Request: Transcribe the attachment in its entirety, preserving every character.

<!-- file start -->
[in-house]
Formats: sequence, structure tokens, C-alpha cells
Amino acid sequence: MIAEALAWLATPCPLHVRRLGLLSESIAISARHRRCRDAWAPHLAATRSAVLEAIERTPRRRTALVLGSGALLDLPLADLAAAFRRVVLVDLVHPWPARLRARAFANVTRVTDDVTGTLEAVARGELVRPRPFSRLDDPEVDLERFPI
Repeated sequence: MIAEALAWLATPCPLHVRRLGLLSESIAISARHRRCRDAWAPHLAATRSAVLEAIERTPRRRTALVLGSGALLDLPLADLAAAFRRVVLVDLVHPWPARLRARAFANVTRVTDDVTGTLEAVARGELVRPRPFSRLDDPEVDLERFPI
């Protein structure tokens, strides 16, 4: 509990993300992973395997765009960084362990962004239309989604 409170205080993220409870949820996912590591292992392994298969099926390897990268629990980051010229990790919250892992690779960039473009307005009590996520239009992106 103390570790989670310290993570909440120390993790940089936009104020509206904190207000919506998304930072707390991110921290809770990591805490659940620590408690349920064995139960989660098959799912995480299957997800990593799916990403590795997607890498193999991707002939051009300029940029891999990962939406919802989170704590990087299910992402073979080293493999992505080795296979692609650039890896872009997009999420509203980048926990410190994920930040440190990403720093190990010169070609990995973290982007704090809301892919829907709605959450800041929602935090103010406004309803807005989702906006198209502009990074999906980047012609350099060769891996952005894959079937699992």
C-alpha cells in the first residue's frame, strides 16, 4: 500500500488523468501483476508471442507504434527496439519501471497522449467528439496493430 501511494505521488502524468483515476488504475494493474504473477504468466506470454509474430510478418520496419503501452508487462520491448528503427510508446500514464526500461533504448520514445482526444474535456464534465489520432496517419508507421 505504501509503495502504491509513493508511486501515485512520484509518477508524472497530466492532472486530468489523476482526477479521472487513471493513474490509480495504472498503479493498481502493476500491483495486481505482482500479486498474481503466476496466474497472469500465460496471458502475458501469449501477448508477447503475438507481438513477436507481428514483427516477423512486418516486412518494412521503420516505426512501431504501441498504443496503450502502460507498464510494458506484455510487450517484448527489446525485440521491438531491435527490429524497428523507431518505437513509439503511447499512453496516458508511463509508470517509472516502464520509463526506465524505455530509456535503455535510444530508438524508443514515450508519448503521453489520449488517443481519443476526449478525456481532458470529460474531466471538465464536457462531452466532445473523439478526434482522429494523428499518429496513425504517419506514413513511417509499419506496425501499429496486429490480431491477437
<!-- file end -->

[in-house]
Formats: sequence, structure tokens, C-alpha cells
Amino acid sequence: MIAEALAWLATPCPLHVRRLGLLSESIAISARHRRCRDAWAPHLAATRSAVLEAIERTPRRRTALVLGSGALLDLPLADLAAAFRRVVLVDLVHPWPARLRARAFANVTRVTDDVTGTLEAVARGELVRPRPFSRLDDPEVDLERFPI
Repeated sequence: MIAEALAWLATPCPLHVRRLGLLSESIAISARHRRCRDAWAPHLAATRSAVLEAIERTPRRRTALVLGSGALLDLPLADLAAAFRRVVLVDLVHPWPARLRARAFANVTRVTDDVTGTLEAVARGELVRPRPFSRLDDPEVDLERFPI
């Protein structure tokens, strides 16, 4: 509990993300992973395997765009960084362990962004239309989604 409170205080993220409870949820996912590591292992392994298969099926390897990268629990980051010229990790919250892992690779960039473009307005009590996520239009992106 103390570790989670310290993570909440120390993790940089936009104020509206904190207000919506998304930072707390991110921290809770990591805490659940620590408690349920064995139960989660098959799912995480299957997800990593799916990403590795997607890498193999991707002939051009300029940029891999990962939406919802989170704590990087299910992402073979080293493999992505080795296979692609650039890896872009997009999420509203980048926990410190994920930040440190990403720093190990010169070609990995973290982007704090809301892919829907709605959450800041929602935090103010406004309803807005989702906006198209502009990074999906980047012609350099060769891996952005894959079937699992």
C-alpha cells in the first residue's frame, strides 16, 4: 500500500488523468501483476508471442507504434527496439519501471497522449467528439496493430 501511494505521488502524468483515476488504475494493474504473477504468466506470454509474430510478418520496419503501452508487462520491448528503427510508446500514464526500461533504448520514445482526444474535456464534465489520432496517419508507421 505504501509503495502504491509513493508511486501515485512520484509518477508524472497530466492532472486530468489523476482526477479521472487513471493513474490509480495504472498503479493498481502493476500491483495486481505482482500479486498474481503466476496466474497472469500465460496471458502475458501469449501477448508477447503475438507481438513477436507481428514483427516477423512486418516486412518494412521503420516505426512501431504501441498504443496503450502502460507498464510494458506484455510487450517484448527489446525485440521491438531491435527490429524497428523507431518505437513509439503511447499512453496516458508511463509508470517509472516502464520509463526506465524505455530509456535503455535510444530508438524508443514515450508519448503521453489520449488517443481519443476526449478525456481532458470529460474531466471538465464536457462531452466532445473523439478526434482522429494523428499518429496513425504517419506514413513511417509499419506496425501499429496486429490480431491477437